Breaking cycles of poverty: How not to cluster the poor in broken neighborhoodsThe Imperial Hotel, in downtown Atlanta, was renovated in 1995 with funding from the Low Income Tax Credit Program. All 120 rooms were set aside for low income residents. Credit: wikimedia.org
By David Pendered
Metro Atlanta could be the poster child for housing policies that, intentionally or not, have concentrated lower income households in non-white neighborhoods that aren’t pleasant places. The U.S. Supreme Court and the Obama administration intend to change the way policies are implemented, and the policies themselves.
In the world of housing advocates and developers, the actions coming out of Washington this past summer are most compelling. They could change the way business has been conducted for decades, according to panelists at a quarterly forum sponsored Wednesday by Atlanta Housing Forum.
“The Supreme Court decision is really scary when you look at it, because it’s not built on what we intended to do. It’s built on things that maybe we don’t control,” said Laurel Hart, who directs the Housing Finance and Development Division of the Georgia Department of Community Affairs.
- The citation is, “Texas Department of Housing and Community Affairs et al. v. Inclusive Communities Project, Inc., et al.”
Hart referred to the outcome of long-standing Georgia DCA policies regarding low-income housing tax credits. The outcomes in Georgia are similar to those at the heart of a test case heard by the Supreme Court involving the Texas Department of Community Affairs.
Georgia’s policies for allocating the tax credits have resulted in affordable housing in metro Atlanta being concentrated mainly in south Atlanta, south DeKalb and south Clayton counties, and the town centers of counties such as Hall and Cherokee counties, according to maps provided by Mike Carnathan, a researcher with the Atlanta Regional Commission.
The reason is the matrix of rules that determine where Georgia seeks to encourage the development of affordable housing, according to Hart. Evidently, the matrix has had an unintended impact and the matrix needs to be changed, she said.
“If the end results of our selection process means we are primarily building in high minority concentration areas with high poverty, high crime, then we need to make changes,” Hart said.
The policies should be based on a number of decisions influenced by the court ruling, she said.
“It doesn’t prohibit us from building in a blighted area,” Hart said. “But when we do, I think it has to be much more thoughtful. I don’t think we can just build a tax credit project in a minority-concentrated area with high crime, bad schools, and we’re going to say that just because we build here we’re making that community better. … Are we just building a property, or are we community building? Are we making a community better place for people to live?”
Hart was one of three speakers on the panel. The others offered their perspective of the federal actions.
Tera Doak is an attorney and self-avowed “geek” on housing law. Doak serves as associate general counsel for Habitat for Humanity International.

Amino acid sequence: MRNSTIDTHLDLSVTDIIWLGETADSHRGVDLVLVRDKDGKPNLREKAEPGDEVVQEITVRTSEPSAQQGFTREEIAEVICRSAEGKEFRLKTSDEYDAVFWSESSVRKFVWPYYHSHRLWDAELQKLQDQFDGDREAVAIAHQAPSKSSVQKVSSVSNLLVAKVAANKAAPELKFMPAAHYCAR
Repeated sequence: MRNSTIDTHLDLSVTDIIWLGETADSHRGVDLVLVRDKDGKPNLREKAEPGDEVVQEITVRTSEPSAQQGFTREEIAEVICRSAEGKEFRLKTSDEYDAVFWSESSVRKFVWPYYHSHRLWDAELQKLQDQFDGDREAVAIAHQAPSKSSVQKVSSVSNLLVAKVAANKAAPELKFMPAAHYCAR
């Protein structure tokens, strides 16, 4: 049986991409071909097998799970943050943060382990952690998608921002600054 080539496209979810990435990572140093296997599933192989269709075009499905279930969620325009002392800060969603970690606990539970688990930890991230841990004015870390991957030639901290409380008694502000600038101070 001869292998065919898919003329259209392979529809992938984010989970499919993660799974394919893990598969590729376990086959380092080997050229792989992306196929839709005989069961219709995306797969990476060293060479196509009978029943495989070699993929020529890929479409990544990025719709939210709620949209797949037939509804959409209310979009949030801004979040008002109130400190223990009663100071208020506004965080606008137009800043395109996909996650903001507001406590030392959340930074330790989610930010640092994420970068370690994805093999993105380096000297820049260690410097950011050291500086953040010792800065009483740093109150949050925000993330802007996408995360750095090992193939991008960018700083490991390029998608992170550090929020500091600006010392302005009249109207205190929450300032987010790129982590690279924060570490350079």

In her closing comments in the first segment of the program Doak noted: “One of the points I’m trying to make is there’s still a lot of uncertainty out there in respect to these claims, and it will be really interesting to see how all this plays out.”
Doak noted that the Supreme Court ruling did reaffirm a long-standing ruling about what it takes to make a case of disparate impact in fair housing lawsuits. And HUD did issue a final ruling that will affect programs including the Community Development Block Grant.
Still, from a lawyer’s perspective, a lot of litigation remains before the final policies are determined.
“It remains to be seen how courts will apply, ‘disparate impact,’” Doak said. “Additional cases will be brought that will flesh that out.”
The headliner of the presentation was Ethan Handelman, vice president for policy and advocacy for the National Housing Conference.
Incidentally, NHC presented its 2015 Housing Visionary Award in June to Piece by Piece, a regional initiative to address the foreclosure crisis. Piece by Piece is staffed by the Atlanta Neighborhood Development Partnership, Inc., which helps staff Atlanta Regional Housing.
Handelman was enthused by the rulings from the Supreme Court and HUD. He focused on the notion that the court had reaffirmed long-standing interpretations of fair housing.
“In some ways, what the Supreme Court says is, ‘status quo continues,’” Handelman said. “By reaffirming that standard, it added a lot of energy to this conversation and reminds people of what the Fair Housing Act of 1968 means, and how we can change communities for the better.”
Handelman discussed the sometimes competing visions of fair housing. Some advocates call for community development. Others frame the fair housing issues of access and choice as relevant in civil rights.
“Too often, we’re fighting each other,” he said.
Handelman’s comments reminded of the 2013 Supreme Court decision that wiped away crucial parts of the Votings Rights Act of 1965. The court determined that states with histories of racial discrimination no longer need approval from the federal government to change voting laws.
Obama called last month for Congress to renew the provision. On Tuesday, the U.S. Court of Appeals in Washington ruled against providing Shelby County, Ala., with more than $2 million to cover its legal costs for bringing the case to the Supreme Court, according to a report in huffingtonpost.com.
In the interest of full disclosure: David Pendered is a member of ANDP’s Advisory Council.